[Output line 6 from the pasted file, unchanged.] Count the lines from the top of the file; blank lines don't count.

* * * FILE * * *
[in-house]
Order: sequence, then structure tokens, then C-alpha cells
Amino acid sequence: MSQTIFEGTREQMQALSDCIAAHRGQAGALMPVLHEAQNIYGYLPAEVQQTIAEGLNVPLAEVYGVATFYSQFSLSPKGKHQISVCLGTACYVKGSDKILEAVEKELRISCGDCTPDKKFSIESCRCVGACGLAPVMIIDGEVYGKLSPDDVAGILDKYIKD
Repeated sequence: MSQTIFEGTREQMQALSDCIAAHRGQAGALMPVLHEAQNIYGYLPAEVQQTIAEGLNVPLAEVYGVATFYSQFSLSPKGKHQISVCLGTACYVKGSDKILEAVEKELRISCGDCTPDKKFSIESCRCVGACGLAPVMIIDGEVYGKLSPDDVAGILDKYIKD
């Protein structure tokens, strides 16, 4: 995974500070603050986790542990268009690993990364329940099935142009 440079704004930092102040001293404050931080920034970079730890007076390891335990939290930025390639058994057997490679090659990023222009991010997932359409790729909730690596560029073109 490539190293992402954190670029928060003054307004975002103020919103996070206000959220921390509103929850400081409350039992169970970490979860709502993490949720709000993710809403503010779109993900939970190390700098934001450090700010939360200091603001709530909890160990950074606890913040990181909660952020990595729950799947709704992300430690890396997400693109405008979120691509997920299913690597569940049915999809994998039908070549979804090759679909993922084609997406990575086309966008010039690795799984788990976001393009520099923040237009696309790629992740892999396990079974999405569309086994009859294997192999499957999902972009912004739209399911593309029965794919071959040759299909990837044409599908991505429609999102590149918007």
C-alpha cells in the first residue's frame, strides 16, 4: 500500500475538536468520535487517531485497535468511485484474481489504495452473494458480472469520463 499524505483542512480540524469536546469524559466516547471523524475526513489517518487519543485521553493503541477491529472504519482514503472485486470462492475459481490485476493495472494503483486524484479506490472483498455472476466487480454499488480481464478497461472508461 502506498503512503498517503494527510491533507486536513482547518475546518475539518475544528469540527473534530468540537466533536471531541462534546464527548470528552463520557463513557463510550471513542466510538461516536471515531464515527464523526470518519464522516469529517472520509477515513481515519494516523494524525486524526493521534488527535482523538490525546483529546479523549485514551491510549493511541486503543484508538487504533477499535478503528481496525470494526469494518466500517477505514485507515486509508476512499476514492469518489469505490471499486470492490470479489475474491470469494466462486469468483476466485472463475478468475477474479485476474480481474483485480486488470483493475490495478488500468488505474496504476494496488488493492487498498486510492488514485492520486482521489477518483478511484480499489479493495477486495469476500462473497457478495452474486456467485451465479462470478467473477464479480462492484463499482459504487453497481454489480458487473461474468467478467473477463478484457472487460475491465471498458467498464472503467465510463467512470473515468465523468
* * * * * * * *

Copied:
C-alpha cells in the first residue's frame, strides 16, 4: 500500500475538536468520535487517531485497535468511485484474481489504495452473494458480472469520463 499524505483542512480540524469536546469524559466516547471523524475526513489517518487519543485521553493503541477491529472504519482514503472485486470462492475459481490485476493495472494503483486524484479506490472483498455472476466487480454499488480481464478497461472508461 502506498503512503498517503494527510491533507486536513482547518475546518475539518475544528469540527473534530468540537466533536471531541462534546464527548470528552463520557463513557463510550471513542466510538461516536471515531464515527464523526470518519464522516469529517472520509477515513481515519494516523494524525486524526493521534488527535482523538490525546483529546479523549485514551491510549493511541486503543484508538487504533477499535478503528481496525470494526469494518466500517477505514485507515486509508476512499476514492469518489469505490471499486470492490470479489475474491470469494466462486469468483476466485472463475478468475477474479485476474480481474483485480486488470483493475490495478488500468488505474496504476494496488488493492487498498486510492488514485492520486482521489477518483478511484480499489479493495477486495469476500462473497457478495452474486456467485451465479462470478467473477464479480462492484463499482459504487453497481454489480458487473461474468467478467473477463478484457472487460475491465471498458467498464472503467465510463467512470473515468465523468